Super User is a question and answer site for computer enthusiasts and power users. Join them; it only takes a minute:

Sign up
Here's how it works:
  1. Anybody can ask a question
  2. Anybody can answer
  3. The best answers are voted up and rise to the top

Is there a way to force permissions on newly created files, similar to umask, but in reverse?

I already know I can kludge it with a cron job, but I am hoping that there is a better way.

The setup I'm working from is this: A vsftpd server, with no anonmyous logins. One group of users can upload or download, some (different group) can just download. I want to make it so when up-loaders create a file or directory, the permissions on the files they upload are changed so everyone in the same group (uploaders) can read or write, but the downloading users can only read the files.

Trouble is that vsftpd by default sets the permissions on the file to 0700, while I need 0775. It also only allows user and permission changes on anon user uploads.

Any thoughts?

share|improve this question
What's your file_open_mode in vsftpd.conf? – Daniel Beck Jun 3 '11 at 20:00
I have it set to file_open_mode=0775. I also tried using chown_uploads=yes, and chown_upload_mode=0750, however it turns out that is only relevant for anon uploading. – dynamphorous Jun 3 '11 at 20:05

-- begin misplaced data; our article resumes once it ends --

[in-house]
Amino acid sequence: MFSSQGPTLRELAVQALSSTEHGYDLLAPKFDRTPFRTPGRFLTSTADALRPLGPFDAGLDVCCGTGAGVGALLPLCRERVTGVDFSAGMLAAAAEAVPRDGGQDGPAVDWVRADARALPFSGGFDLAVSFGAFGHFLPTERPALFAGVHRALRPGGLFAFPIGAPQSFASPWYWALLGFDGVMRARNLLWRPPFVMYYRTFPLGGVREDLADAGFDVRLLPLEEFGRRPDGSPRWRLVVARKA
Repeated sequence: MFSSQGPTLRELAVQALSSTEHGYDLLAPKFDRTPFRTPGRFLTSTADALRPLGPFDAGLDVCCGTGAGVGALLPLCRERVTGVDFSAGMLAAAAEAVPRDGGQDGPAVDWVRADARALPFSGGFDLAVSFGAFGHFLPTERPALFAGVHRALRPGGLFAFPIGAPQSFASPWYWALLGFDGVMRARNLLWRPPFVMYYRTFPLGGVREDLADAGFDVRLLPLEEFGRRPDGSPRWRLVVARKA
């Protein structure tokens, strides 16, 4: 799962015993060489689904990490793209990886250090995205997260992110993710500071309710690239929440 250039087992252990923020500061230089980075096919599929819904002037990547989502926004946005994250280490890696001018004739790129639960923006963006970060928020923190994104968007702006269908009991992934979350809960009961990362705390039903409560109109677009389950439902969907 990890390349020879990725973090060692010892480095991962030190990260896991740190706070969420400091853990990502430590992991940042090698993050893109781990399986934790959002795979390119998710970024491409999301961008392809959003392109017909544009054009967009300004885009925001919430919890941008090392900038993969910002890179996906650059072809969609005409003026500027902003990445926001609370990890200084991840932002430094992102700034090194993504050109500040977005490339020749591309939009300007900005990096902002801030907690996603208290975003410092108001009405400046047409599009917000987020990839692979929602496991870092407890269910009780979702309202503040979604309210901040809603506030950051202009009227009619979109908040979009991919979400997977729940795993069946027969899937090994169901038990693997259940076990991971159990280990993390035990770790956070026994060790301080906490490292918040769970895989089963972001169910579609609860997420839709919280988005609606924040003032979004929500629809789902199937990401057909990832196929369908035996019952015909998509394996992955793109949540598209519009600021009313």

Are you sure it's not the users' regular umasks that are this restrictive? – Daniel Beck Jun 3 '11 at 20:15
Well my system wide /etc/profile umask is 022, which isnt quite what I would want, but also wont set permissions of 0700 on newly created files. And those users dont have ~/bashrc files since their home directory is the FTP site they are chrooted in. And they dont seem to have created any hidden files or folders in the FTP directory. Could that be my problem? Do I need to set their shell using usermod and then set their umask to something less restrictive? – dynamphorous Jun 3 '11 at 20:35
up vote 3 down vote accepted

I think you should be able to set it with the local_umask config option. For what you are looking for, you would need to set local_umask=0002.

It has been a while since I have configured vsftpd, so I could be wrong.

share|improve this answer
I suppose this only works if you are using local users. Are you using local, or virtual users? – Kirk Jun 3 '11 at 20:30
I'm using local users, and it looks like you are exactly right. I didn't catch that the default umask is 077 if this is hashed out in the config file.... Now I feel like an idiot, but thank you very much for your help. You as well Daniel. You both helped me immensely! – dynamphorous Jun 3 '11 at 20:42
I would recommend that you specify all 4 of the bits in the umask. While it isn't required it is a best practice and the best way to ensure future operability with your existing configs. – Kirk Jun 3 '11 at 23:02

You must log in to answer this question.

Not the answer you're looking for? Browse other questions tagged .